A case study which highlights the importance of asset management and performance management in the context of decision making. The report describes practices by which transportation agencies can effectively integrate data, and use data to drive their decision-making processes, thus increasing efficiency.
Guide to Asset Management Part 6: Bridge performance | Research ReportAsset Management, Bridge
The focus of this document is on how to best manage the physical bridge assets. It provides guidance on the establishment and maintenance of bridge asset inventories, and on the monitoring of asset performance. It discusses the need for agencies to measure asset performance against objectives, and therefore is primarily concerned with condition data collection and performance modelling at a network level. PDF availabe for purchase.
Bridge Management Systems for Transportation Agency Decision Making | Research ReportAsset Management, Bridge
This study gathers information on current practices that senior managers at transportation agencies use to make network-level decisions on resource allocations for their bridge programs. In particular, the study explores how agency bridge management systems are employed in this process. Information was gathered through a review of literature on U.S. and international bridge management, a survey of U.S. and Canadian transportation agencies, and 15 in-depth interviews with state department of transportation executive and bridge managers.
This fifteenth volume of NCHRP Report 525: "Surface Transportation Security" is a guide referred to as CAPTA, which stands for Costing Asset Protection: An All Hazards Guide for Transportation Agencies. CAPTA supports mainstreaming an integrated, high-level, all-hazards, National Incident Management System (NIMS)-responsive, multimodal, consequence-driven risk management process into transportation agency programs and activities by providing a convenient and robust planning tool for top-down estimation of both capital and operating budget implications of measures intended to reduce risks to locally acceptable levels. CAPTA is intended for use by senior managers whose jurisdiction extends over multiple modes of transportation, multiple asset classes, and many individual assets. The CAPTA methodology provides a means for moving across transportation assets to address system vulnerabilities that could result in significant losses given the threats and hazards of greatest concern. This guide was reviewed by many state and local agencies and was pilot tested by the Maryland Department of Transportation (DOT), the Massachusetts Bay Transportation Authority (MBTA), and the Virginia DOT.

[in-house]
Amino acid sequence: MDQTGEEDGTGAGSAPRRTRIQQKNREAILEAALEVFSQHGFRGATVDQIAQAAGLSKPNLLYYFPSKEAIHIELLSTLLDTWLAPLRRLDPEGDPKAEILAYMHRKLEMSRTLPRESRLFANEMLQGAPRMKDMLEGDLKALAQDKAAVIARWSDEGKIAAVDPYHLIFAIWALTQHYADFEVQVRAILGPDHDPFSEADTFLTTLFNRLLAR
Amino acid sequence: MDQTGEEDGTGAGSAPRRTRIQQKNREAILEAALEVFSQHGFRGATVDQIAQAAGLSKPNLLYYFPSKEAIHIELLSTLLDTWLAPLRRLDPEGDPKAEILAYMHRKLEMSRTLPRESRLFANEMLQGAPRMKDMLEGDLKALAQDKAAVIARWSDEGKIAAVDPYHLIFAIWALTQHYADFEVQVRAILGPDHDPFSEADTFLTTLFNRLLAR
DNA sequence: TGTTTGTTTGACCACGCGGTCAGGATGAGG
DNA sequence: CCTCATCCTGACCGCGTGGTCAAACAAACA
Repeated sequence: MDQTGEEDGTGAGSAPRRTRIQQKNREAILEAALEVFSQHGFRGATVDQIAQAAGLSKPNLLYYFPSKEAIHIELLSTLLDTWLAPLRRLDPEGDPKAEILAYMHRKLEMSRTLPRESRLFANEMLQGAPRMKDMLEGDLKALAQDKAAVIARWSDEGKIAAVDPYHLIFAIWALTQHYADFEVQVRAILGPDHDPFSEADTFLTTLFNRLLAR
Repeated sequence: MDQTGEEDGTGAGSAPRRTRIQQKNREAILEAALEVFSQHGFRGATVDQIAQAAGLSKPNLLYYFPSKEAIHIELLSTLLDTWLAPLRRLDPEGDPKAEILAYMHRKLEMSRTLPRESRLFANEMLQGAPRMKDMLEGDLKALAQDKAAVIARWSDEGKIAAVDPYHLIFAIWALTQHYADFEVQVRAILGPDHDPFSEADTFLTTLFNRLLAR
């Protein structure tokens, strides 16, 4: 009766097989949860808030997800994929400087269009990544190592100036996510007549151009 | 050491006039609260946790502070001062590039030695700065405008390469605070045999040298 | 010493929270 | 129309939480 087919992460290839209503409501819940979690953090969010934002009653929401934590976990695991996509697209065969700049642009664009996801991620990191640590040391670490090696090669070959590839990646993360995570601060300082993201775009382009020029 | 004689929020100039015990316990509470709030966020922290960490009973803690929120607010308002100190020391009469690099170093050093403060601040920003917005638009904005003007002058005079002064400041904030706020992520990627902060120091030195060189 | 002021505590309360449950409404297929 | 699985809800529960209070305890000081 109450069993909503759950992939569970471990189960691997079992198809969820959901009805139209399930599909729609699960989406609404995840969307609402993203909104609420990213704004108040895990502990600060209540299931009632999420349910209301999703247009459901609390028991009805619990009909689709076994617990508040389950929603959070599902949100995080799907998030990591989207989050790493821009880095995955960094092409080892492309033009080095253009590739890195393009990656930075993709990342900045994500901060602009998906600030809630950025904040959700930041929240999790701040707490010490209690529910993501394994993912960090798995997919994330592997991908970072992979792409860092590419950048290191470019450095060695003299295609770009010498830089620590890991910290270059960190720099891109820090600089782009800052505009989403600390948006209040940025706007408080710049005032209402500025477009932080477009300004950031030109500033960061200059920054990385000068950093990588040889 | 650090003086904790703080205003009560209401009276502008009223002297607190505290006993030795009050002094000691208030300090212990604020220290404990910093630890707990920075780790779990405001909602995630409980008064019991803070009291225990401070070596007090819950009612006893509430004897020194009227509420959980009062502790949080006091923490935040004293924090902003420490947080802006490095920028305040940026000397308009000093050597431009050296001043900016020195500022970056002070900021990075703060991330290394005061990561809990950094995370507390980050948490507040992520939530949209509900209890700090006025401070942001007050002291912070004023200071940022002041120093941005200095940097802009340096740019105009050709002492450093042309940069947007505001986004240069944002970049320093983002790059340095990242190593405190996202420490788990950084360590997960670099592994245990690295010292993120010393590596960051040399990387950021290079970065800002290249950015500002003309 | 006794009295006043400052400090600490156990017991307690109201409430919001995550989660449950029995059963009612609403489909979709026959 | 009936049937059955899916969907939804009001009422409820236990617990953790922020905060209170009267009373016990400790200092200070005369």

TRB’s Transportation Research Record: Journal of the Transportation Research Board, No. 2108 includes 13 papers that explore culvert information management system, opportunistic behavior in road maintenance markets, evaluating pavement interventions, performance indicators for the service life of thin hot-mix asphalt overlays, life-cycle costing of pavement surface retexturing with shotblasting, and performance-based uniformity coefficient of chip seal aggregate. This issue of the TRR also examines chip seal maintenance, crack sealant material and reservoir geometry of bituminous overlays, wooden bridge preservation treatment, penetrating sealers for reinforced concrete bridge decks, underwater bridge inspection practices, infrared imaging of subsurface of concrete bridges, and rolled erosion control products for roadside maintenance.
The aim of Part 3 of the Austroads Guide to Asset Management (Asset Strategies) is to provide guidance on the frameworks and principles of asset strategies. Asset strategies articulate the proposed management of the capacity, condition and use of road system assets to achieve the level of road system performance which is acceptable, affordable and sustainable to meet the needs of stakeholders and the community. The focus of Part 3 is to assist road agencies to develop performance-driven asset management strategies which achieve community-driven outcomes. The Guide presents an integrated strategy framework comprising: an overarching road system management strategy, a road investment strategy, an infrastructure preservation strategy and road use management strategies.
Guide to Asset Management Part 8: Asset valuation and audit | Research ReportAsset Management, Pavement